As Dr. Nora Volkow, the Director of the National Institute on Drug Abuse (NIDA) explains in the "Pay Attention" article linked below, both food and nicotine shared the same dopamine pathways. Nicotine also released adrenaline. Once nicotine intake ends many try to eat their temporarily diminished dopamine flow into nicotine comparable quantities, while others pick horrible fights or create outragous fears in an attempt to induce the body's fight or flight pathways to release additional adrenaline. The competition between a week or two of brain neuron re-sensitization and trying to keep weight and relationships in balance is clearly a challenge but one you're fully capable of handling.
In regard to nicotine invoking the body's fight or flight pathways, one of those lizard mind pathways is responsible for providing instant energy to fight or flea the saber tooth tiger, by releasing stored fats and sugars into the bloodstream. Yes, nicotine was our spoon, allowing us to skip meals yet not experience true hunger, as our bigger meals were fed back to us with each puff throughout the day.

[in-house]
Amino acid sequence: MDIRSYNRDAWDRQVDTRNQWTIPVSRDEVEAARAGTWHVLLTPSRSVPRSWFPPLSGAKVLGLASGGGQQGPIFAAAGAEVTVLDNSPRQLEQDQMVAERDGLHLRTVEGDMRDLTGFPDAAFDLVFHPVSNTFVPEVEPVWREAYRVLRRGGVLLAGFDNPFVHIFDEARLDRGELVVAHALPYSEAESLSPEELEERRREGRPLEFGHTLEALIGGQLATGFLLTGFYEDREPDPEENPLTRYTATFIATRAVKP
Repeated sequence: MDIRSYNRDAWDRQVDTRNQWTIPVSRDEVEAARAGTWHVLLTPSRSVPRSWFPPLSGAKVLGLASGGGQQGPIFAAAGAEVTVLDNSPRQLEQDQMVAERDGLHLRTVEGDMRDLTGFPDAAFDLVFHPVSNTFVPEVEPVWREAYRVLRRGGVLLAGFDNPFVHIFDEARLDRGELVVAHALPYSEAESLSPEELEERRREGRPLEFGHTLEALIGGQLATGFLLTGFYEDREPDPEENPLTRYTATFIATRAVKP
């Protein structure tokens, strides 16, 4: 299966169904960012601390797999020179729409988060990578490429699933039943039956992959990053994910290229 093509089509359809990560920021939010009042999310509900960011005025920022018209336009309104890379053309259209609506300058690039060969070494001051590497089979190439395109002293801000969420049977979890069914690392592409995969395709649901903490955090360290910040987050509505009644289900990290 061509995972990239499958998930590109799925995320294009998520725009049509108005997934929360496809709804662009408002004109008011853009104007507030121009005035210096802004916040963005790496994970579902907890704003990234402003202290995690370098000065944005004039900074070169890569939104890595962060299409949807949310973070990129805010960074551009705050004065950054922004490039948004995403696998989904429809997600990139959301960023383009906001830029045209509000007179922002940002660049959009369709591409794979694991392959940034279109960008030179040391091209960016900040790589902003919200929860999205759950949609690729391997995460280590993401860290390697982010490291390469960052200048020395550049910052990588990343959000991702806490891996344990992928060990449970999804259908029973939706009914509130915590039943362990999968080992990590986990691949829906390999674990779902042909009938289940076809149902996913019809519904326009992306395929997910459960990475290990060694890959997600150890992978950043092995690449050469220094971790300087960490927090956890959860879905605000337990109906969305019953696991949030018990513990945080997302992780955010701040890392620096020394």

This creates two nicotine cessation challenges: (1) learning to again feed ourselves, to spread our normal daily calorie intake out more evenly over our entire day so as not to experience wild blood sugar swing symptoms (not one calorie more but smaller fuelings about every 3 hours), and (2) learning to handle true hunger pains again. In regard to hunger pains, once one arrives it doesn't matter if we eat with a toothpick or a shovel, it is still going to take our digestive system about 20 minutes to convert the food to energy that is capable of turning off the mind's hunger switch. Eat slowly, reasonable size bites and eat healthy!
How many nicotine smokers do you know who love running? They're pretty rare. But online we see countless ex-smokers develop a passion for engaging in various forms of brisk and lengthy physical activity. Imagine experiencing a substantial increase in overall lung function within just 90 days. Any extra pounds can quickly disappear when such new found endurance and stamina are combined with a small to moderate increase in physical activities. If you do find yourself carrying a few extra pounds, be patient with your healing! New abilities are on the way!
Still just one guiding principle determining the outcome for all, no nicotine just one day at a time, Never Take Another Puff!
Breathe deep, hug hard, live long![url=mailto:email@example.com]John[/url]